By Pam Benson
The people who usually analyze imagery from U.S. spy satellites are helping emergency workers respond to the devastation from this week's deadly twister in Oklahoma.
Shortly after the tornado struck, the Federal Emergency Management Agency (FEMA) asked the National Geospatial-Intelligence Agency to provide expertise to assess video, pictures and satellite imagery of the destruction.
And for the first time, NGA analysts are using an unclassified website to share that information with first responders.
Their assessments aim to help rescue workers conduct search and rescue operations and begin recovery efforts.
It's been part NGA's mission to provide humanitarian and disaster assistance when requested by a federal agency, but it's never been accomplished in real time on the Internet.
Hurricane Sandy, which devastated parts of the Northeast last October, prompted the agency to pursue a better way to more quickly respond.
The website only contains unclassified material and is available to authorized first responders and other appropriate federal, state, and local government personnel.
Recipients also have access on mobile devices.
The first medium NGA analysts turned to after the tornado slammed into Oklahoma was live television.
NGA senior analyst Lou Halbert said there's no reason to wait for traditional methods of collecting data.
"There is some amazing airborne collection that is occurring out there during an event," Halbert said at a briefing this week about the new website.
In an interview with CNN, Halbert said analysts watch video on the Internet and pause it to search for clues that will help the first responders determine what to focus on.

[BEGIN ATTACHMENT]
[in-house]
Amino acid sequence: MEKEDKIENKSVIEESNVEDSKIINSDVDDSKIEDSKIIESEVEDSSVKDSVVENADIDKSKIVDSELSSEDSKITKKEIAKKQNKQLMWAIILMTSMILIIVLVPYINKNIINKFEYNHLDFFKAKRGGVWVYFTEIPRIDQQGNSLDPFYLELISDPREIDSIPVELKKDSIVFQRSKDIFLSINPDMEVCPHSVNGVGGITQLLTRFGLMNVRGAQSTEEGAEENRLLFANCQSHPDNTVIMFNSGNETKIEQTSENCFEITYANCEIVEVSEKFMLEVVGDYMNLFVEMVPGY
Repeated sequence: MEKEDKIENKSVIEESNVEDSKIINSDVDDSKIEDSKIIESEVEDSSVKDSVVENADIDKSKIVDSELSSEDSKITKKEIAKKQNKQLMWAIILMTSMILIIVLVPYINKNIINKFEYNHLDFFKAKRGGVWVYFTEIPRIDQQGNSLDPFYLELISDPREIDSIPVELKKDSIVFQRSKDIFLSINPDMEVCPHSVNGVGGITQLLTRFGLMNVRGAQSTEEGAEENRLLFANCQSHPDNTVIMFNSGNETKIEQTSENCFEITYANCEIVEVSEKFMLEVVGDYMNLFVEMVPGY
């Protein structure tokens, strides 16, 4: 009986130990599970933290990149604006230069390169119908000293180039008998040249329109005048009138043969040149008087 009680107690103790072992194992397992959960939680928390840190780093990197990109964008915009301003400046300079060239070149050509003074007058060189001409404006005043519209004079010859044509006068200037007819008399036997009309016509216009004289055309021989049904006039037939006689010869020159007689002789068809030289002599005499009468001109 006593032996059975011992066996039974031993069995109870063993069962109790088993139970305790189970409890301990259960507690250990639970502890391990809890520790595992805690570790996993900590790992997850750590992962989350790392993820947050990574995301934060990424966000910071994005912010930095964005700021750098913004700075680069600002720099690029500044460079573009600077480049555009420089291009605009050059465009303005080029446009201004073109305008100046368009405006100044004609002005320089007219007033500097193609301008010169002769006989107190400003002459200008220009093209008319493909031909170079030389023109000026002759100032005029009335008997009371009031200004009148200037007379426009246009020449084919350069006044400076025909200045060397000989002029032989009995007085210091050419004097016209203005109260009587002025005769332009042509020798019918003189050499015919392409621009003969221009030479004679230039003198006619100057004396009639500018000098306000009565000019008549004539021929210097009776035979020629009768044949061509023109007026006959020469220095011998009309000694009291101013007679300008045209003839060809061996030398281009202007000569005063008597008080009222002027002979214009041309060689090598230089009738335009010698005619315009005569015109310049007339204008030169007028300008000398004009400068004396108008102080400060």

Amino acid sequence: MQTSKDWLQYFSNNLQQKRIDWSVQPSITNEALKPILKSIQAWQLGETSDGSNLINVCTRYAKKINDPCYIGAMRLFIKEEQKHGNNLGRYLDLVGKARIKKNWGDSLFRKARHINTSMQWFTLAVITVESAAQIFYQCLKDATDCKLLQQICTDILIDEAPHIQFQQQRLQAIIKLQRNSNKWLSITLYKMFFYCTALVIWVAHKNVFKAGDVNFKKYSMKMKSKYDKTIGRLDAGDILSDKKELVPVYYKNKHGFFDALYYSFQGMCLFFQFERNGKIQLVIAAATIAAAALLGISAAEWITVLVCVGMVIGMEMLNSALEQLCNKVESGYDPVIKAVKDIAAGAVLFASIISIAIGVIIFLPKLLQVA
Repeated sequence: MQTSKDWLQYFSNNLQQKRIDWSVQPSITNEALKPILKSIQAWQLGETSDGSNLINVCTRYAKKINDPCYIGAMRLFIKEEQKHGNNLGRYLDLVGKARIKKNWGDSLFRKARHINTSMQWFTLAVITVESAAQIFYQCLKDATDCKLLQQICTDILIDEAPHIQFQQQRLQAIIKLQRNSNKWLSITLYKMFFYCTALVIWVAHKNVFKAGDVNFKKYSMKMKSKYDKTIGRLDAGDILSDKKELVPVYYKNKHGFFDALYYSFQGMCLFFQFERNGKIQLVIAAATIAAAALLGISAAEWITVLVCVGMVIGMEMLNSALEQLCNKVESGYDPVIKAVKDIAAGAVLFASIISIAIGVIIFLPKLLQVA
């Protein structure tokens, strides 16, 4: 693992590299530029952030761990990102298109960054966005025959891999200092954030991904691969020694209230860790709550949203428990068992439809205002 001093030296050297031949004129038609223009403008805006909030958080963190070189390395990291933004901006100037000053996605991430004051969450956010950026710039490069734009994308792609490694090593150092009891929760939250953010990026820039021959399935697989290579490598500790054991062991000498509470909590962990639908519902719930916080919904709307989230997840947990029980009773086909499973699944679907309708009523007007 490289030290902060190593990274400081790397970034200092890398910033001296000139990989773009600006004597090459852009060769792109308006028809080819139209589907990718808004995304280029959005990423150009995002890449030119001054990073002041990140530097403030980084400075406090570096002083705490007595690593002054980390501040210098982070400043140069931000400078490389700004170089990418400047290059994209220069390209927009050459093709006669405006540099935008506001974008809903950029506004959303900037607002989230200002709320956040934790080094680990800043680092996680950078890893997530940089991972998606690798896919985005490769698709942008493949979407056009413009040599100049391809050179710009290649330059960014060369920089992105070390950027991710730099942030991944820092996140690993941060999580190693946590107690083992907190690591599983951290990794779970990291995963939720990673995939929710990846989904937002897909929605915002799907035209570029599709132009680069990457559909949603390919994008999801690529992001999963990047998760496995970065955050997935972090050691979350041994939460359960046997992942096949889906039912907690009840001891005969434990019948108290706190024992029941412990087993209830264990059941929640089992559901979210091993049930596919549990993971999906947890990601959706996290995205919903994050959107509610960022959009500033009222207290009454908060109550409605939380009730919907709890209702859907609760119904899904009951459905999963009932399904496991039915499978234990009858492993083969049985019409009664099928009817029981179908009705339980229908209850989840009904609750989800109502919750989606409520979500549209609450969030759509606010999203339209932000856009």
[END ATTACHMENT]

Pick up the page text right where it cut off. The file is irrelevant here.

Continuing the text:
"What we're able to do is to show the level of catastrophic or the level of damage that we can see through those video still frames. In this case we're looking to see how impacted has the infrastructure or the structure of the buildings been devastated," he said.
The analysts compare the video of the damage with existing satellite imagery of the area that pinpoints schools, municipal buildings, theaters and other locations where people may congregate.
The information is passed on to first responders who don't have time to analyze video on TV or the Web.
"We can actually do the assessment for them, push it towards them," Halbert said. "Especially now, urban search and rescue is currently en route they will have assessments on the ground before they arrive."
And that could save lives, he said.
The analysts are also waiting to receive satellite images that have been stymied by heavy cloud cover, and for civil air patrol flights to begin, in order to help paint a clearer picture of the situation on the ground.
NGA has also deployed three analysts and three technicians to Oklahoma to help coordinate efforts.